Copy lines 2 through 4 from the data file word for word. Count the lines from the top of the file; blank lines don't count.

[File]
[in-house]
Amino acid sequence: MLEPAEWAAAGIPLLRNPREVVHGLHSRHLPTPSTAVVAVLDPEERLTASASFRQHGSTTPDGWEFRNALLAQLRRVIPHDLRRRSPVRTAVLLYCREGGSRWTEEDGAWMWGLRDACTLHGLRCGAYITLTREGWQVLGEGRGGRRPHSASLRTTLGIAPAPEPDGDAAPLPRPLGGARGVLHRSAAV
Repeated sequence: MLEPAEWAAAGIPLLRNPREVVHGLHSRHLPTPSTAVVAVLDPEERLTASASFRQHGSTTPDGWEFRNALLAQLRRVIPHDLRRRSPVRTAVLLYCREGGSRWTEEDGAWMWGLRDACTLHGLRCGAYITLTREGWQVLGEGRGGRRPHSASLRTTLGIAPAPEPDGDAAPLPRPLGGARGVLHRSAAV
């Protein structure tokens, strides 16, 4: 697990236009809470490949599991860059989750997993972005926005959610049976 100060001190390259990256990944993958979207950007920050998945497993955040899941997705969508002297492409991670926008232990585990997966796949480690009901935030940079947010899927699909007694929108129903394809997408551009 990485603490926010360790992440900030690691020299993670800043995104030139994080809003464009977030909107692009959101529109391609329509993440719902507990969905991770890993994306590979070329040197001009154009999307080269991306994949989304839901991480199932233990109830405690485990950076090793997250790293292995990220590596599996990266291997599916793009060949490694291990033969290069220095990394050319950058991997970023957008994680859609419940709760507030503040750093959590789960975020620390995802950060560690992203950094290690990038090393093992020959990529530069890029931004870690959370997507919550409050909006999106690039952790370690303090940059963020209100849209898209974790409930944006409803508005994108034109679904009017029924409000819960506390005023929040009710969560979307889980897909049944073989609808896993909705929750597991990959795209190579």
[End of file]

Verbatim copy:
Amino acid sequence: MLEPAEWAAAGIPLLRNPREVVHGLHSRHLPTPSTAVVAVLDPEERLTASASFRQHGSTTPDGWEFRNALLAQLRRVIPHDLRRRSPVRTAVLLYCREGGSRWTEEDGAWMWGLRDACTLHGLRCGAYITLTREGWQVLGEGRGGRRPHSASLRTTLGIAPAPEPDGDAAPLPRPLGGARGVLHRSAAV
Repeated sequence: MLEPAEWAAAGIPLLRNPREVVHGLHSRHLPTPSTAVVAVLDPEERLTASASFRQHGSTTPDGWEFRNALLAQLRRVIPHDLRRRSPVRTAVLLYCREGGSRWTEEDGAWMWGLRDACTLHGLRCGAYITLTREGWQVLGEGRGGRRPHSASLRTTLGIAPAPEPDGDAAPLPRPLGGARGVLHRSAAV
């Protein structure tokens, strides 16, 4: 697990236009809470490949599991860059989750997993972005926005959610049976 100060001190390259990256990944993958979207950007920050998945497993955040899941997705969508002297492409991670926008232990585990997966796949480690009901935030940079947010899927699909007694929108129903394809997408551009 990485603490926010360790992440900030690691020299993670800043995104030139994080809003464009977030909107692009959101529109391609329509993440719902507990969905991770890993994306590979070329040197001009154009999307080269991306994949989304839901991480199932233990109830405690485990950076090793997250790293292995990220590596599996990266291997599916793009060949490694291990033969290069220095990394050319950058991997970023957008994680859609419940709760507030503040750093959590789960975020620390995802950060560690992203950094290690990038090393093992020959990529530069890029931004870690959370997507919550409050909006999106690039952790370690303090940059963020209100849209898209974790409930944006409803508005994108034109679904009017029924409000819960506390005023929040009710969560979307889980897909049944073989609808896993909705929750597991990959795209190579």